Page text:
Having VC’s invest more of their dollars in unexpected places allows for more job growth, thus producing a stronger economy in these regions. Within stronger economies, more individuals become financially sound and confident in investing their time and efforts in their region.

According to the 2017 BNP Paribas Philanthropy Report, Millennials have a greater sense of social responsibility than previous generations. They build awareness and connections quickly to work toward finding solutions.

HSBC Private Bank report reports, “69% of millennial entrepreneurs say that having a positive economic impact was a factor in their decision to go into business, with 59% saying they wanted to have a positive impact in their community.”

Many Millennials strive to impact their communities through job growth, small business support and collaboration, all of which are easier and quicker to do in smaller ecosystems. Millennials are also changing the means and speed by which they exchange marketplace information. They curate, share and produce content through constant connectedness on various forms of social media. By doing so, Millennials spread awareness of issues they care about and attract more minds to work toward a solution.

5. Local government support

There is no question that entrepreneurship generates positive economic growth. But without grant funding and local government support, young entrepreneurs will only get so far. These second-tier, emerging cities are recognizing the impact of entrepreneurship and their local governments are starting to invest more and more in their regional startups.

The U.S. Chamber of Commerce Foundation reported, “Millennials say that the ability to get a loan or credit is the biggest challenge to starting a business, with almost two-thirds saying that they do not receive enough support from banks. Another obstacle is the lack of education and resources to run a small business. Millennials would also like to see Congress make it easier to start a business by providing increased access to education, training, and student loan relief.”

There are numerous ways governments are assisting startups from ease of regulatory compliance to major investments. Take these examples from this article reported by The Hill:

  • Invest Nebraska, annually invests more than $5M to Nebraska-based startups.
  • KCInvestED informs investors about opportunities to help entrepreneurs grow in the Kansas City region.
  • The Tennessee General Assembly passed an Angel Tax Credit in 2016 which rewards angel investors who make contributions to qualifying Tennessee based startups.

ESO’s and are beginning to notice and take advantage of the these types of funding opportunities, which is great news for the second-tier cities that will benefit.

6. Stable foundation

The U.S. Chamber of Commerce Foundation stated that “startups are essential to job creation in the United States. The entrepreneurial mindset of Millennials could support the economic recovery, helping reverse a declining trend of business startups.” ESOs can also receive government support, which they use to increase entrepreneurs’ chances of success and ultimately having a positive impact on the region.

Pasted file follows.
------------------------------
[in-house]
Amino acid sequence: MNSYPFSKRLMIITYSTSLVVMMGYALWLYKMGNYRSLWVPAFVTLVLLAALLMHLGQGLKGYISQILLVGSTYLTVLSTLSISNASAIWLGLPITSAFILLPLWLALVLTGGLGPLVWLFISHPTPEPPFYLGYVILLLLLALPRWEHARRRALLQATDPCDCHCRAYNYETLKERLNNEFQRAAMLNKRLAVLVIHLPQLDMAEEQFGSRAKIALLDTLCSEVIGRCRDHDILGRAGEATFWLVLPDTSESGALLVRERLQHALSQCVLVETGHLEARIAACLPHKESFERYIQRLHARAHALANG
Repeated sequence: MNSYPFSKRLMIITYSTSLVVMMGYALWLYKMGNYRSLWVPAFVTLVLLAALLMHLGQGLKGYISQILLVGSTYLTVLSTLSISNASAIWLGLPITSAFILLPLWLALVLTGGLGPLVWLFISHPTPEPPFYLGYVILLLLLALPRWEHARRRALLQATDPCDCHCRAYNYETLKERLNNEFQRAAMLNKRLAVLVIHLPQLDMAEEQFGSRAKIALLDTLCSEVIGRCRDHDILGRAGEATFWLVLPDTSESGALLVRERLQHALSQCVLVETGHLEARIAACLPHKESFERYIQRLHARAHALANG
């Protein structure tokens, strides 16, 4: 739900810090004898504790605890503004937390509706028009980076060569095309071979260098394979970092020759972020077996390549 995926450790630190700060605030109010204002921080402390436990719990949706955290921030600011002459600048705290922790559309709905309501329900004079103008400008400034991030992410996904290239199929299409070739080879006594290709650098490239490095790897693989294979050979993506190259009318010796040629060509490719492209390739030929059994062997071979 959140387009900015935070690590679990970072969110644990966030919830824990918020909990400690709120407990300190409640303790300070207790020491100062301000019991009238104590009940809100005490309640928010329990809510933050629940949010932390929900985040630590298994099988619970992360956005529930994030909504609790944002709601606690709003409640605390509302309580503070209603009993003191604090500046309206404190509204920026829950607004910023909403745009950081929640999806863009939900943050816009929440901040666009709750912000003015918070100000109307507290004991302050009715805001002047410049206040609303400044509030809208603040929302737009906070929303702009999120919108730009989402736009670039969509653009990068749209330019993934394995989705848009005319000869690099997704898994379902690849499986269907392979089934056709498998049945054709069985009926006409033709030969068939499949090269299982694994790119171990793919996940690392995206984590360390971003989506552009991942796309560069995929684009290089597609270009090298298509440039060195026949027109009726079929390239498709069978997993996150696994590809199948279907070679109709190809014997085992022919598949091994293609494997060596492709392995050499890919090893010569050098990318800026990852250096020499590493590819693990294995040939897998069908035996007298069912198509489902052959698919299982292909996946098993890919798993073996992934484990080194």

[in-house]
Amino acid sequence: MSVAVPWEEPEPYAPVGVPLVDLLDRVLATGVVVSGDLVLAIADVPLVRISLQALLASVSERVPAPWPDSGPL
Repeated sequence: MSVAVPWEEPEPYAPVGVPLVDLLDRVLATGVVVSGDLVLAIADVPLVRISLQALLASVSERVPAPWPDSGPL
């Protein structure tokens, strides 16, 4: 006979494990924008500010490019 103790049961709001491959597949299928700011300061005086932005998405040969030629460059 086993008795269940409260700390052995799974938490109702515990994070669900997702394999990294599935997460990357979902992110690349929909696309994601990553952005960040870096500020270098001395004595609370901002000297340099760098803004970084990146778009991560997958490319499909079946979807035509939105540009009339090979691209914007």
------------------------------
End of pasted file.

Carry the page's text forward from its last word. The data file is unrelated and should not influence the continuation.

In Birmingham, incubation programs like Innovation Depot are thought to be what has increased entrepreneurial optimism in the region. The Birmingham Business Journal believes it is the strong sense of community that has encouraged incubation programs to lead the success in the region.

When an entrepreneurial ecosystem provides Millennials with the proper resources and sense of community they are much more likely to feel optimistic about their future in the region. With cheaper, more stable living conditions, technology advancements, VC and angel investments, the support from the community and government entities, and assistance from ESO’s such as local incubators, accelerators, coworking spaces and other entrepreneurship programs, Millennial entrepreneurs will thrive.

At InBIA, we want to challenge the notion that entrepreneurial meccas – like Silicon Valley and Boston – are the only regions capable of supporting innovative companies that drive job creation and economic growth. To begin the quest for entrepreneurial ecosystem builders in unexpected places, we are excited to shine a spotlight on rural and economically disadvantaged areas at the first ever e.Builders Forum.

Everyone plays a role in building an ecosystem, at this year’s e.Builders Forum, the agenda is packed with programming that addresses the challenges that coincide with building an entrepreneurial ecosystem in rural communities. Workshops by industry leaders will assist attendees in developing strategic plans they can take back and implement in their own community. We will teach you the importance of engaging with the “Founders Generation” in a city they love, Birmingham, Alabama.

This post originally appeared on InBIA.

Jessica Korthuis is director of marketing at InBIA, a global non profit that represents over 2,200 entrepreneurship support organizations.